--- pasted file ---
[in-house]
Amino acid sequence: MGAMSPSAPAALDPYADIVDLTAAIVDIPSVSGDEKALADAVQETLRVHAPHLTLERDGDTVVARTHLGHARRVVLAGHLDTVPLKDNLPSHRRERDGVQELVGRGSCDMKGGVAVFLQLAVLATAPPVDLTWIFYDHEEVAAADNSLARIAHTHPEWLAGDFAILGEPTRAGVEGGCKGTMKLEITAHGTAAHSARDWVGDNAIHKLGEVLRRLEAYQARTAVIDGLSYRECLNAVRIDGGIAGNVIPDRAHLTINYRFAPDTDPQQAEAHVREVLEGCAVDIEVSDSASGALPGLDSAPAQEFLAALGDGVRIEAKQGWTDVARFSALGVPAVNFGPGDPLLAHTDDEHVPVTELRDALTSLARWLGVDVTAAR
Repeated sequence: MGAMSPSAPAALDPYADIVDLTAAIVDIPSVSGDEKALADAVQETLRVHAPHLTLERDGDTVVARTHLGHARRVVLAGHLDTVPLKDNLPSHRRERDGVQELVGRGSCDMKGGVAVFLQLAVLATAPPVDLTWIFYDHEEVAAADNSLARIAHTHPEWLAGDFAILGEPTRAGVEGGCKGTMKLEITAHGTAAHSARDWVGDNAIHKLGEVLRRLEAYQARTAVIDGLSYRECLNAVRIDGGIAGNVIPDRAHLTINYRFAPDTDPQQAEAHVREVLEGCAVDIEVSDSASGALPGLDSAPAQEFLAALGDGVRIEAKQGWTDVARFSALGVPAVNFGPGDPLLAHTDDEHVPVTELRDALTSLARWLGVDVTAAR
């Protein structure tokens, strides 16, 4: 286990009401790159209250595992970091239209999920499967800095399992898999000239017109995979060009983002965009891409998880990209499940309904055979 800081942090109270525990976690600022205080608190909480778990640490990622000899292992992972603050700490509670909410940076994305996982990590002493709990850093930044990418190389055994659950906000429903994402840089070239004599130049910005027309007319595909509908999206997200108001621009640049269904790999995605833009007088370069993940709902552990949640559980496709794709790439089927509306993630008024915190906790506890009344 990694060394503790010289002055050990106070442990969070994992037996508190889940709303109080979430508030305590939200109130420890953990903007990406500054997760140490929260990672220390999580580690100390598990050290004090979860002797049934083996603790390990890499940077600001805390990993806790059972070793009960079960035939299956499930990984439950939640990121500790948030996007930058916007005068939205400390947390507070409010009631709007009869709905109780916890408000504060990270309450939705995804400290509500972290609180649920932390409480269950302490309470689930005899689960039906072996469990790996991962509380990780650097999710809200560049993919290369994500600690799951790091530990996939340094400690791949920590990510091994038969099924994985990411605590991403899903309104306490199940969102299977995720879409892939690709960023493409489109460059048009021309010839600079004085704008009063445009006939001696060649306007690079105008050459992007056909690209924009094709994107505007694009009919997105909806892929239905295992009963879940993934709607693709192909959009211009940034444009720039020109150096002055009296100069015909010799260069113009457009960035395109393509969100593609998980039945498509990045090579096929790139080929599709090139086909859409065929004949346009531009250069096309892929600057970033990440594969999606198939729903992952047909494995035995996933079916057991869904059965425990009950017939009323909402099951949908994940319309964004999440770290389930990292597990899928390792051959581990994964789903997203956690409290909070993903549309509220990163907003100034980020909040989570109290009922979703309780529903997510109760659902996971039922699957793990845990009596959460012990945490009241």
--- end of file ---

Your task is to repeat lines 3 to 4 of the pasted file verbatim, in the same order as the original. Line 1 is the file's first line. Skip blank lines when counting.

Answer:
Repeated sequence: MGAMSPSAPAALDPYADIVDLTAAIVDIPSVSGDEKALADAVQETLRVHAPHLTLERDGDTVVARTHLGHARRVVLAGHLDTVPLKDNLPSHRRERDGVQELVGRGSCDMKGGVAVFLQLAVLATAPPVDLTWIFYDHEEVAAADNSLARIAHTHPEWLAGDFAILGEPTRAGVEGGCKGTMKLEITAHGTAAHSARDWVGDNAIHKLGEVLRRLEAYQARTAVIDGLSYRECLNAVRIDGGIAGNVIPDRAHLTINYRFAPDTDPQQAEAHVREVLEGCAVDIEVSDSASGALPGLDSAPAQEFLAALGDGVRIEAKQGWTDVARFSALGVPAVNFGPGDPLLAHTDDEHVPVTELRDALTSLARWLGVDVTAAR
């Protein structure tokens, strides 16, 4: 286990009401790159209250595992970091239209999920499967800095399992898999000239017109995979060009983002965009891409998880990209499940309904055979 800081942090109270525990976690600022205080608190909480778990640490990622000899292992992972603050700490509670909410940076994305996982990590002493709990850093930044990418190389055994659950906000429903994402840089070239004599130049910005027309007319595909509908999206997200108001621009640049269904790999995605833009007088370069993940709902552990949640559980496709794709790439089927509306993630008024915190906790506890009344 990694060394503790010289002055050990106070442990969070994992037996508190889940709303109080979430508030305590939200109130420890953990903007990406500054997760140490929260990672220390999580580690100390598990050290004090979860002797049934083996603790390990890499940077600001805390990993806790059972070793009960079960035939299956499930990984439950939640990121500790948030996007930058916007005068939205400390947390507070409010009631709007009869709905109780916890408000504060990270309450939705995804400290509500972290609180649920932390409480269950302490309470689930005899689960039906072996469990790996991962509380990780650097999710809200560049993919290369994500600690799951790091530990996939340094400690791949920590990510091994038969099924994985990411605590991403899903309104306490199940969102299977995720879409892939690709960023493409489109460059048009021309010839600079004085704008009063445009006939001696060649306007690079105008050459992007056909690209924009094709994107505007694009009919997105909806892929239905295992009963879940993934709607693709192909959009211009940034444009720039020109150096002055009296100069015909010799260069113009457009960035395109393509969100593609998980039945498509990045090579096929790139080929599709090139086909859409065929004949346009531009250069096309892929600057970033990440594969999606198939729903992952047909494995035995996933079916057991869904059965425990009950017939009323909402099951949908994940319309964004999440770290389930990292597990899928390792051959581990994964789903997203956690409290909070993903549309509220990163907003100034980020909040989570109290009922979703309780529903997510109760659902996971039922699957793990845990009596959460012990945490009241």